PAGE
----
The Spitzer suit for over $100 million, which follows a four-month investigation, also names Ken Langone, the 68-year-old investment banker who chaired the NYSE’s compensation committee from 1999 to 2003. Both men were accused in the 54-page suit of misleading the exchange’s directors when the board approved Grasso’s pay.
Spitzer, 44, framed the suit in two ways at a news conference in his Manhattan office. First, he said, Grasso’s pay was not “reasonable” under the New York law that governs not- for-profit corporations such as the NYSE. He also cast the suit in moral terms, saying that Grasso, 57, was paid “too much” and abused his role as a regulator to win pay raises from directors whose firms he policed.
“Grasso should be ordered to return the unlawful compensation received by him in an amount to be determined at trial because he has been unjustly enriched,” the suit said.
The lawsuit accuses Grasso of manipulating guidelines used to set his compensation, which culminated in a $139.5 million payout last August and led to his ouster a month later.
“I am disappointed that New York’s Attorney General has chosen to intervene in what amounts to a commercial dispute between my former employer and me,” Grasso said in a statement. “I look forward to a complete vindication in court.”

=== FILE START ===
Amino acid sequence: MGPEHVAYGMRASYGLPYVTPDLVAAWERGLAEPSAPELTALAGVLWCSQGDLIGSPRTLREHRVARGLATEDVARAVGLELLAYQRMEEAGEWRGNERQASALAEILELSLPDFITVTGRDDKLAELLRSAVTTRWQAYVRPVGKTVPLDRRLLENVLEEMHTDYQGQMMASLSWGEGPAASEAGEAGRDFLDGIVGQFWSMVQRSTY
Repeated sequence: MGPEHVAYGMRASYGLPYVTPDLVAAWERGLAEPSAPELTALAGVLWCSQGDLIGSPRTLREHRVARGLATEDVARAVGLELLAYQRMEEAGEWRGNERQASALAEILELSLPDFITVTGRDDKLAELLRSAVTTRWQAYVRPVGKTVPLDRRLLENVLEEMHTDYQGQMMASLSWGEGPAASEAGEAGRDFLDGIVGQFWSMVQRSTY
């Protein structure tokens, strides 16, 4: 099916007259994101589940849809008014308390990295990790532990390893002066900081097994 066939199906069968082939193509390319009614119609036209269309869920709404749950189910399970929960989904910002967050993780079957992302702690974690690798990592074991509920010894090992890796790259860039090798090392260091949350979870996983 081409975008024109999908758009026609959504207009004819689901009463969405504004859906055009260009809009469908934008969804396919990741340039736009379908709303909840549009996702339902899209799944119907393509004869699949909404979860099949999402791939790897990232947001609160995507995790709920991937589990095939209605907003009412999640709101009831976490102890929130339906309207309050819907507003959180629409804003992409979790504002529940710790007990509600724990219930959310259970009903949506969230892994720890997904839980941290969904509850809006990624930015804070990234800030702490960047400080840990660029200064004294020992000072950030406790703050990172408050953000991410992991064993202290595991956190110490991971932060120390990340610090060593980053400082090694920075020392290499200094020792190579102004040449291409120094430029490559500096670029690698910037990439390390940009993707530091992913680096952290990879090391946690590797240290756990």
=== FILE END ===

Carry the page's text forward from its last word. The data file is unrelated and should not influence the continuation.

William McLucas, a former SEC enforcement chief, said Spitzer’s case against Grasso may prove difficult to win in court.
“The question whether his compensation violated some law or rule is a far harder challenge for the attorney general’s office than the simple issue of whether people now think he made too much money,” said McLucas, a partner at the Wilmer Cutler Pickering LLP law firm in Washington.
Frank Ashen, 59, the exchange’s former head of human resources, settled Spitzer’s allegations that he provided inaccurate information to the board on Grasso’s pay. He agreed to return $1.3 million to the NYSE and agreed to testify against Grasso.
Ashen’s attorney, Bruce Yannett, a partner with Debevoise & Plimpton, denied that his client intentionally provided inaccurate or misleading information to the board. Yannett said he expected Grasso’s case to go to trial.
“If it was going to settle it would’ve settled prior to the complaint being filed,” he said.
The suit, which also names the NYSE as a defendant, asks a state court to rescind the pay package and to determine a “reasonable” level of compensation for Grasso.
A call to NYSE CEO John Thain was referred to the NYSE’s communications office. “We are supportive of Attorney General Spitzer’s efforts in this matter,” NYSE spokesman Ray Pellecchia said. “As a named party, it would be inappropriate to comment further.”
NYSE Chairman John Reed, the former Citigroup Inc. co- chairman who came out of retirement in September to replace Grasso, didn’t return a telephone call seeking comment.
Spitzer’s suit omitted other NYSE directors because they were “misled” on aspects of Grasso’s compensation contract. For example, the board wasn’t aware of $18 million in a so-called capital accumulation plan, a bonus award to Grasso in 1999 through 2001.